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White House seeks to stimulate jobs

Marketplace Staff Oct 6, 2009
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White House seeks to stimulate jobs

Marketplace Staff Oct 6, 2009
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TEXT OF INTERVIEW

Steve Chiotakis: The slow economic recovery isn’t doing anything for unemployment in this country. The Obama administration is looking for ways to turn that around. Let’s check in with Marketplace Washington Bureau chief John Dimsdale, with us live this morning. Good morning John.

John Dimsdale: Good morning Steve.

Chiotakis: So yeah, why is the White House focusing on ideas to stimulate jobs?

Dimsdale: Well you know the September unemployment report was worse than expected — 9.8 percent is a 26-year high. And in his radio address over the weekend Obama called that a sobering reminder that progress will come in fits and starts.

President Barack Obama: That’s why I’m working closely with my economic team to explore additional options to promote job creation.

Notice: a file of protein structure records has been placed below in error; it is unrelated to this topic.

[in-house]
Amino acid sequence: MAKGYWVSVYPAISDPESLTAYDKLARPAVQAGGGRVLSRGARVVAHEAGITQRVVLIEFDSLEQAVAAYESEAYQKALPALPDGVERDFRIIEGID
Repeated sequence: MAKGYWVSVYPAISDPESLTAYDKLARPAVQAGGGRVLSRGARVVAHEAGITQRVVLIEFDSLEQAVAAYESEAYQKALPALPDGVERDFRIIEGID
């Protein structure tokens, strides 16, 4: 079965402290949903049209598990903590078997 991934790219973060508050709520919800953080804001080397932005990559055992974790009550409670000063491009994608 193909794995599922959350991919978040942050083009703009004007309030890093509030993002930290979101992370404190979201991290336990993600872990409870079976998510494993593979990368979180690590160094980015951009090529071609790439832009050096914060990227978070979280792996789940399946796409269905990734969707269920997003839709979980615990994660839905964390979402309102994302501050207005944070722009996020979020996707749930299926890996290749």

Chiotakis: Well John, so what are Mr. Obama’s advisers thinking about doing?

Dimsdale: Well The New York Times reports that the administration might revive the idea of giving businesses a tax credit for every new employee. That was considered at the beginning of this year, but it didn’t fly in Congress because of concern that companies might fool with the numbers — maybe lay off people, then rehire them just to get the $3,000 tax credit.

The White House is also possibly proposing expanding the number of companies that are allowed to deduct more of their operating losses — deducting five years’ worth instead of the normal two. That was a break given to small businesses earlier this year, but now it could be expanded to help out larger companies and maybe stimulate some hiring.

Chiotakis: And what’s happening on Capitol Hill on the jobs front?

Dimsdale: Well the Democrats are considering extending the $8,000 tax credit for first-time homebuyers, which would expire at the end of November. And the extended employee benefits will end in January unless Congress decides to renew them, that’s always popular going into an election year. But it will cost as much as another $100 billion.

Chiotakis: All right, Marketplace’s John Dimsdale joining us from our Washington bureau. John, thanks.

Dimsdale: Thanks Steve.

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